Contact:

Re: Unintended Consequences of Carbon Taxes or the Real Deal

Post by jacob » Wed Oct 24, 2018 7:24 pm

Another example of carbon (externality) pricing is cap&trade. This was used successfully to reduce SO2 emissions (the cause of acid rain). Cap and trade works by issuing a bunch of permits for the maximum total emissions (the cap) and then trading them on the free market. This more or less solved the acid rain problem.

Likely it worked because the only players were all power plants delivering the same product (electricity) in the same market. This made the trade "fair".

CO2 is different since it involves multiple different products all around the world. It's pretty easy to set the cap. Trading them fairly is not so easy. An average can easily price out 10 average Africans and it could be argued that this does not maximize utility when the former wants the CO2 to run the AC because the cozy log fire is too hot (true story) and the latter wants it to grow food. Cap&Trade seems to work best when traders are evenly matched. Otherwise the market can be cornered leading to large inefficiencies.

Jean
Posts: 977
Joined: Fri Dec 13, 2013 8:49 am
Location: Switzterland

Re: Unintended Consequences of Carbon Taxes or the Real Deal

Post by Jean » Wed Oct 24, 2018 11:08 pm

Thats why I proposed to pay with pain, because we are mostly equals regarding pain, and carbon emmision isn't a capital we share, it is an aggression toward mankind, so paying for it would be like paying to rape, and that's sound weird.

BRUTE
Posts: 3803
Joined: Sat Dec 26, 2015 5:20 pm

Re: Unintended Consequences of Carbon Taxes or the Real Deal

Post by BRUTE » Thu Oct 25, 2018 12:11 am

jacob wrote:
Wed Oct 24, 2018 10:43 am
Europe now enjoys a much better infrastructure than the US in terms of transportation and energy distribution.
lol what. importing oil from Russia, solar power in a cloudy climate, wishful thinking - not exactly a strong position? at least France invested in nuclear power for a while.
jacob wrote:
Wed Oct 24, 2018 10:43 am
"Sustainable growth" is the worst oxymoron ever invented. It can not---by definition---work within a bounded system.
there are a lot of atoms left in the universe. the system is bounded only in the same sense that solar energy is finite and dinosaur juice is renewable.
jacob wrote:
Wed Oct 24, 2018 10:43 am
Consider the very fact that the [solution] is being phrased as a financial problem i.e. what price to put on carbon.
prices are used to allocate resources. brute does not see the problem.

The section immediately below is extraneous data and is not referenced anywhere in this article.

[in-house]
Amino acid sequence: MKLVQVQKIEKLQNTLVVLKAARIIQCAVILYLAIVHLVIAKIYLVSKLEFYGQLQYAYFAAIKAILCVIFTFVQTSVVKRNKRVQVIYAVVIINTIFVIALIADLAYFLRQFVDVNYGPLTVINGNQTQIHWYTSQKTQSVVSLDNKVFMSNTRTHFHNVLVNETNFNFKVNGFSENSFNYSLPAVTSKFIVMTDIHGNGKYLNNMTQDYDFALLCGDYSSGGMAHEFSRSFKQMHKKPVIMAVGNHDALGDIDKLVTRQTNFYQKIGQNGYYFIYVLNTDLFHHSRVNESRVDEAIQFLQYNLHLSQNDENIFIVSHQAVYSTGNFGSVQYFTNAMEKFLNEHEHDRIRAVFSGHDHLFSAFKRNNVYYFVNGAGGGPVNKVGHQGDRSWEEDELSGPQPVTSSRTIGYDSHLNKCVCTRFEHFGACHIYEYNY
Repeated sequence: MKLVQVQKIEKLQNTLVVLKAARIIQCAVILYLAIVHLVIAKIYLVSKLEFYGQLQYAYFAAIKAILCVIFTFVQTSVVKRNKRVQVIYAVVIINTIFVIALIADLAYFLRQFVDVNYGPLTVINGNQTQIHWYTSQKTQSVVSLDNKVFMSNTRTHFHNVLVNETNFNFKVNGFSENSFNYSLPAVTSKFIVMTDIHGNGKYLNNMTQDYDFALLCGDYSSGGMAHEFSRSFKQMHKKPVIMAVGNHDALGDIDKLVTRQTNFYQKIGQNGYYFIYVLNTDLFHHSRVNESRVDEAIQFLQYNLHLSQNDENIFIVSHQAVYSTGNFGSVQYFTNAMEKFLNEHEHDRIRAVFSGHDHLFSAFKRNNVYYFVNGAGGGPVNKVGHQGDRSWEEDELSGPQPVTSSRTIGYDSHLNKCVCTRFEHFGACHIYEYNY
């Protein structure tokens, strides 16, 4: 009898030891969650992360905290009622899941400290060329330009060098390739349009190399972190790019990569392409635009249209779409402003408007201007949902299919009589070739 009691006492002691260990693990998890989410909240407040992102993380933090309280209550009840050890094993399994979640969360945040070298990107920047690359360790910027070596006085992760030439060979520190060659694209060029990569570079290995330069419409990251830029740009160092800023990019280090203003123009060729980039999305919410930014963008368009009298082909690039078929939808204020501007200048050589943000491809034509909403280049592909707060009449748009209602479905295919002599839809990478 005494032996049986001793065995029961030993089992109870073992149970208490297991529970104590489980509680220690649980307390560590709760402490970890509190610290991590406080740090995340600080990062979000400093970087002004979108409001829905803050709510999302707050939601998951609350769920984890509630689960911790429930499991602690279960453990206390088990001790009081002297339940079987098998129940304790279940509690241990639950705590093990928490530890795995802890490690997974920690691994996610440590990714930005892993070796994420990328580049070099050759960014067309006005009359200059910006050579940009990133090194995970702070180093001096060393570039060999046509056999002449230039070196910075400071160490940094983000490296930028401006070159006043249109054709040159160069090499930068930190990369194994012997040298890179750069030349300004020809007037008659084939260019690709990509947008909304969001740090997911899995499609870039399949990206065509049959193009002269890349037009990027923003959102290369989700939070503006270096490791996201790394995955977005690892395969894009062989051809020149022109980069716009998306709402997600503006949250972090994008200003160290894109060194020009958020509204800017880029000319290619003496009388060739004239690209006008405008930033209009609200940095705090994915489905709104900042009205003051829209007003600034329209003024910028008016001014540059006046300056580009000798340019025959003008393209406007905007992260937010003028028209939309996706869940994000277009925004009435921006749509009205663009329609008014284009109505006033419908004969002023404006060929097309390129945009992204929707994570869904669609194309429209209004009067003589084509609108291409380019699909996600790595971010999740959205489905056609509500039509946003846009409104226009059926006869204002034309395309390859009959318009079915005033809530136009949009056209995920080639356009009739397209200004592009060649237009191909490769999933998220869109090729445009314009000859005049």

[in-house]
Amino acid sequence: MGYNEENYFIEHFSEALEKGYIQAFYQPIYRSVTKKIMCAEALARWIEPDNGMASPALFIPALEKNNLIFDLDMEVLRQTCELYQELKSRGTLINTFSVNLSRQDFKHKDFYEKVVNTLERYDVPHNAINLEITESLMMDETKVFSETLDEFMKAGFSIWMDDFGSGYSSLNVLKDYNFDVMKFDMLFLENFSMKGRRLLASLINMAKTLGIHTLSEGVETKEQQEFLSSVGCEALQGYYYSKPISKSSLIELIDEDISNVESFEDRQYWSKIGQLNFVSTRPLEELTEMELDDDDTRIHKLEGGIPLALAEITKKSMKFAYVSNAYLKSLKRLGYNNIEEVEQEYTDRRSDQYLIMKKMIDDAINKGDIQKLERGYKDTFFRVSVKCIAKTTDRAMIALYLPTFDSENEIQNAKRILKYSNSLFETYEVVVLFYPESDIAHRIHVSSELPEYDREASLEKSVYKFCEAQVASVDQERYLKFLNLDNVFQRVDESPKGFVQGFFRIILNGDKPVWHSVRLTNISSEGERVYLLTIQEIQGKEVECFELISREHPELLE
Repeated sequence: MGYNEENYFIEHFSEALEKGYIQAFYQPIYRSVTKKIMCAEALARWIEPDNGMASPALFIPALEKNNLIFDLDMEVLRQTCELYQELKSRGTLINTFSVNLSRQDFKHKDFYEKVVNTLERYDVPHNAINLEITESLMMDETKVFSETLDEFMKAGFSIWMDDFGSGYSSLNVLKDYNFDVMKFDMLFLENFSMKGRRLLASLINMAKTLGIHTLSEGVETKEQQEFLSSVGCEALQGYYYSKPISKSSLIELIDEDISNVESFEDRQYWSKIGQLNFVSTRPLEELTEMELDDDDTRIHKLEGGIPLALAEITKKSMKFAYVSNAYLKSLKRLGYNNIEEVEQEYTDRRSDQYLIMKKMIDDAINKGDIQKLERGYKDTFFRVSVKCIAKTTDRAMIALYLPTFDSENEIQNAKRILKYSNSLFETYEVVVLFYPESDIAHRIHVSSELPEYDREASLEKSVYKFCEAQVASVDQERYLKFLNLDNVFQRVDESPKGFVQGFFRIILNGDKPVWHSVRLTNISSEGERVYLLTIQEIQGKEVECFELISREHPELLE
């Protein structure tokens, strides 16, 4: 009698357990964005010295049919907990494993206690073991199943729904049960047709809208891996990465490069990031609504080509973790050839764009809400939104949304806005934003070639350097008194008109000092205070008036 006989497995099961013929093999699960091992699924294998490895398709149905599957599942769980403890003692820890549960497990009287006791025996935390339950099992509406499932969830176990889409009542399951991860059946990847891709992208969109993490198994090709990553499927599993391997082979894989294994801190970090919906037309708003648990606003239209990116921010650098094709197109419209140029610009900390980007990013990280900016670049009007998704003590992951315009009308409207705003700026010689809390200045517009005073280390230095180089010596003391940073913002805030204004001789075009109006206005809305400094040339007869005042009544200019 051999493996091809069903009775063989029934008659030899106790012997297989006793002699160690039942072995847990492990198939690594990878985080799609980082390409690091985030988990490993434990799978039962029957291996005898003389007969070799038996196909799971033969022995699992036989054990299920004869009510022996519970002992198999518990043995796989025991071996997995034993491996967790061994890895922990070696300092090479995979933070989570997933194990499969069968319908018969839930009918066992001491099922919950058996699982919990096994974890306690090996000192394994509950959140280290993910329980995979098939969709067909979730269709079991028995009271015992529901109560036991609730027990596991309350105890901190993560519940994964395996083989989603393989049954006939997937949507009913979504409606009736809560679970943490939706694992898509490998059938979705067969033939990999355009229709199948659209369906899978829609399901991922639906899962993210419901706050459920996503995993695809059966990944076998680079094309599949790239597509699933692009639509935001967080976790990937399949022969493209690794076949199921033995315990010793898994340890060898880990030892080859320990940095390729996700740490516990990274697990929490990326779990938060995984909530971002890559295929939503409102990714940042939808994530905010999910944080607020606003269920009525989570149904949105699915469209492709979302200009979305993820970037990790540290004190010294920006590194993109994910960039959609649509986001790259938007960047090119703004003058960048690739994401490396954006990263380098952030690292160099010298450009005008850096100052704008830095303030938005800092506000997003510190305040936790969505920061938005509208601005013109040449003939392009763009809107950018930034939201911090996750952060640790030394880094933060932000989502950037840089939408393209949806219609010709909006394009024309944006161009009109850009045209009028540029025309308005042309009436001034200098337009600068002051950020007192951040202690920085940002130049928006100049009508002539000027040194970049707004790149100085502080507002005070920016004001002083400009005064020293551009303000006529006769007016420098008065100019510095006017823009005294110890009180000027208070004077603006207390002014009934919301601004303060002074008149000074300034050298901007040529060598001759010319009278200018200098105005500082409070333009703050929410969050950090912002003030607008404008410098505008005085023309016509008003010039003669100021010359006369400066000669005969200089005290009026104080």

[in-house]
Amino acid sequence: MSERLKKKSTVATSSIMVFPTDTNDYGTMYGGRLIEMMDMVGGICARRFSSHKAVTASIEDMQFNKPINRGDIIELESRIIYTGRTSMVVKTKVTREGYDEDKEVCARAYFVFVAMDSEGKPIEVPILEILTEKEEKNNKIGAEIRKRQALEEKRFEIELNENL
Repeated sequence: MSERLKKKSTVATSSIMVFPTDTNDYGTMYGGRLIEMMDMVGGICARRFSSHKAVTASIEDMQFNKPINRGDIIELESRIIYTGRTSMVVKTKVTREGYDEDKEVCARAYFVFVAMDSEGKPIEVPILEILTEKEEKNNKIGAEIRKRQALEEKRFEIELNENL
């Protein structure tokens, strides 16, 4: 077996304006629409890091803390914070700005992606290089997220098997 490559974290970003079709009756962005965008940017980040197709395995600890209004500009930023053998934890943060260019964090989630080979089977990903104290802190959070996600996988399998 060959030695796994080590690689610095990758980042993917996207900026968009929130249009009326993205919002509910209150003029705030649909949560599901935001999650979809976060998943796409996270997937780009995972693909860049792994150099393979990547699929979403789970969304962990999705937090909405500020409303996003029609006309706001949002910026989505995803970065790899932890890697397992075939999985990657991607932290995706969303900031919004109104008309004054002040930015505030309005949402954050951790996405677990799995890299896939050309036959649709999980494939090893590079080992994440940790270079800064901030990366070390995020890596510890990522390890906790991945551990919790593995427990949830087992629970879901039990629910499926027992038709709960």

vexed87
Posts: 1477
Joined: Fri Feb 20, 2015 8:02 am
Location: Yorkshire, UK

Re: Unintended Consequences of Carbon Taxes or the Real Deal

Post by vexed87 » Thu Oct 25, 2018 4:04 am

BRUTE wrote:
Thu Oct 25, 2018 12:11 am
prices are used to allocate resources. brute does not see the problem.
Well, for starters you can't buy more time! It marches on regardless :roll:

ajcoleman22
Posts: 22
Joined: Mon Apr 16, 2018 8:45 am

Re: Unintended Consequences of Carbon Taxes or the Real Deal

Post by ajcoleman22 » Thu Oct 25, 2018 9:32 am

Scam. Follow the money after it is extracted from the economy.

jacob
Site Admin
Posts: 11062
Joined: Fri Jun 28, 2013 8:38 pm
Location: USA, Zone 5b, Koppen Dfa, Elev. 620ft, Walkscore 73
Contact:

Re: Unintended Consequences of Carbon Taxes or the Real Deal

Post by jacob » Thu Oct 25, 2018 7:05 pm

To compare and contrast the different methods:

Regulation: This will meet the target, but since it's regulation based, it might not be the best allocation of resources---something the market usually does better. OTOH, it will be possible to allocate based on things that the market doesn't price in well, such as starving people or anyone who lack bidding money, really.

Cap&Trade: This will meet the target (cap), but it will allocate consumption according to what the current market discount rate is. This discount rate might not be the correct one. If it is too high, it will prioritize the present over the future. This will lead to crazy suggestions such as cutting down the Amazon [the rain forest] for the lumber and investing the proceeds in Amazon [the company] because the latter grows faster. It is a crazy suggestion because the latter corporation can not exist without the former rain forest.